How much are you paying your iPhone home compared to other countries around the world? Let’s find out!
This map displays the average price in British Pounds (national VAT rates included) in 38 representative countries for an iPhone 12 (256GB) as of January 2021. It is made upon data provided by the Mac Index website, whose rankings are filled in with Apple website metadatas.
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Why do we do a world iPhone price index?
Since the first iPhone was launched in 2007, it has become one of the most purchased products throughout the world. Even if the competition on the smartphones market is getting always stronger, the iPhone price remains in 2021 a very reliable indicator for what concerns the cost of tech products in the different parts of the world.
Top 3 countries where the iPhone 12 is the most expansive
The top 3 countries where the iPhone 12 is the cheapest
The world iPhone 12 price index ranking
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Is it interesting for Europeans to buy an iPhone in the US?
If you take the numbers strictly as we put them on the map, a Swedish costumer has to pay £309 more than an American to purchase an iPhone 12 (256GB) – which is a lot. But things are not totally the way they seem to be. First of all, one has to bear in mind that in Europe, all the countries include a national VAT in their prices. In the US, this is different, for every State has its own sales tax rate – which is therefore not reported on the displayed price. For example, this tax is 8,875% in New York City, that you will have to add to the original price.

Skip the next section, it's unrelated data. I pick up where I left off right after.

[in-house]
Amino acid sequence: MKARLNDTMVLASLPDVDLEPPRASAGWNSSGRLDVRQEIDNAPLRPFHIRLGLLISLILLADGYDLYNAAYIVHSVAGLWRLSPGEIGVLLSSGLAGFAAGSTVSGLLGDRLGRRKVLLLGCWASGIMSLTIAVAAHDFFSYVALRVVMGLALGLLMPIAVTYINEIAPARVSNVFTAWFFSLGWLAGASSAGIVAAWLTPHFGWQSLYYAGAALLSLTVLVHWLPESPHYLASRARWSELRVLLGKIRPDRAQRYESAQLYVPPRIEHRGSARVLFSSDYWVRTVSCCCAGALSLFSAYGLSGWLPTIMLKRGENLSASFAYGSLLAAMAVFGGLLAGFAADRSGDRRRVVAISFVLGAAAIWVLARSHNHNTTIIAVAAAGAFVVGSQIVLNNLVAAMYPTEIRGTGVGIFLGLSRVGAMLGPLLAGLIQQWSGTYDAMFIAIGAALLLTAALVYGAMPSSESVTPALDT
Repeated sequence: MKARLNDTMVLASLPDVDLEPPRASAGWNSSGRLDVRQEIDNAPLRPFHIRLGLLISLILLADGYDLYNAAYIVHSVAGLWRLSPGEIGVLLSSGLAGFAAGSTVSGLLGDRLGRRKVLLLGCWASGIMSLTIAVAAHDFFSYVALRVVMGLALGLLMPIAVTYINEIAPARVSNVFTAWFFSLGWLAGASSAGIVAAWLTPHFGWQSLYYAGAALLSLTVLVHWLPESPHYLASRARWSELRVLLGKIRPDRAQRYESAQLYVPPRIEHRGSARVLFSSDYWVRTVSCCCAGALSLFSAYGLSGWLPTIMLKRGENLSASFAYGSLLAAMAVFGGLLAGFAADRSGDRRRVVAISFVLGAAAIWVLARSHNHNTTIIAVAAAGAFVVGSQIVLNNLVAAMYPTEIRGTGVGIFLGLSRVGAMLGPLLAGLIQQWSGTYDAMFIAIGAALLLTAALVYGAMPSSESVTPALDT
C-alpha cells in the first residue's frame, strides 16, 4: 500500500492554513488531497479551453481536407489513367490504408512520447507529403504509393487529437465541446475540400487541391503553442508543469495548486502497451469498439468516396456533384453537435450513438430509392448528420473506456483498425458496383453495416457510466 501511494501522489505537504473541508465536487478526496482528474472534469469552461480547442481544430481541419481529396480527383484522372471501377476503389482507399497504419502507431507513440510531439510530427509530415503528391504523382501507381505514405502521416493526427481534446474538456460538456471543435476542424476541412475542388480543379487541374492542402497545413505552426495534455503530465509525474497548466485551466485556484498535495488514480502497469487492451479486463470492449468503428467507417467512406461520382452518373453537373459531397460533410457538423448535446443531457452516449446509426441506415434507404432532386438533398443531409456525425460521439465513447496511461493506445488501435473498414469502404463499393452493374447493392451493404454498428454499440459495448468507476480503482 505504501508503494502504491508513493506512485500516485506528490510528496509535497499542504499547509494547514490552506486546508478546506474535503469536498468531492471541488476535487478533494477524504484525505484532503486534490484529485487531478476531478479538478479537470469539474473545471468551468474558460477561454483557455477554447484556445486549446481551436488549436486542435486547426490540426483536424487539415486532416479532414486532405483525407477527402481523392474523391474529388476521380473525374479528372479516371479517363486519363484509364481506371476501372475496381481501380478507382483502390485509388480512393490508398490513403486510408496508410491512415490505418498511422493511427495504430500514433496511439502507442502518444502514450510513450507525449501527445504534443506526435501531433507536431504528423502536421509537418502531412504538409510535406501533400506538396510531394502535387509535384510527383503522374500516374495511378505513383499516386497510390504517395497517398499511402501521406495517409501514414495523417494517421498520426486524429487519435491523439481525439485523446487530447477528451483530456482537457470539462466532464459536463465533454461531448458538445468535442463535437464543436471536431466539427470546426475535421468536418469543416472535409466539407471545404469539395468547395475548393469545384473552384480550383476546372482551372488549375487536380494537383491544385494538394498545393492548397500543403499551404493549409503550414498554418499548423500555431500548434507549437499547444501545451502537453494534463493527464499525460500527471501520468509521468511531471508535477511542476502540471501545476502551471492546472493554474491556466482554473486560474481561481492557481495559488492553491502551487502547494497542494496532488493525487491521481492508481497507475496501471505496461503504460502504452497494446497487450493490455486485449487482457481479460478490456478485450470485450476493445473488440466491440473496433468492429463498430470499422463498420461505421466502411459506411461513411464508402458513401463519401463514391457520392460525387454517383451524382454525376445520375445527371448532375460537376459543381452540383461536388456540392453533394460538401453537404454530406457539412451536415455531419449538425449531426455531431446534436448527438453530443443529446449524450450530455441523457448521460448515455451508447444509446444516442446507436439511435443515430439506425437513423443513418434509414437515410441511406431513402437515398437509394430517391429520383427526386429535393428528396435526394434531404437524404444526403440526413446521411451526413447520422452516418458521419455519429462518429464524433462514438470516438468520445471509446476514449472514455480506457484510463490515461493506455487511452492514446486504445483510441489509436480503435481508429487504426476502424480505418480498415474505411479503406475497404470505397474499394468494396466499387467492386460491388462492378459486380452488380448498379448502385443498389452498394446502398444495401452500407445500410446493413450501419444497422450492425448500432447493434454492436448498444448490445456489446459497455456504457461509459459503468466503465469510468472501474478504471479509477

However, if you really wish to purchase your iPhone into the US, you basically have two options:
- You travel to the US, and take back your iPhone home. In that case, you may be refunded at the airport of the sales tax of the State in which you bought your phone. However, you have to take into account the price of your ticket, as well as a possible VAT that you will hay to pay upon arrival into Europe (20% in the UK for example)
- You buy your iPhone on the internet, and ship it home through a transport company such as DHL or UPS. In that case, you have to consider the shipping costs – that can be high, but also the VAT that is likely to be collected by the customs of your country (just like when you travel yourself with your device).
As you see, defining if buying an iPhone in the US for a European customer is interesting is a tricky calculation. In the end, the benefit is not so obvious as it may seem at first considering the numbers.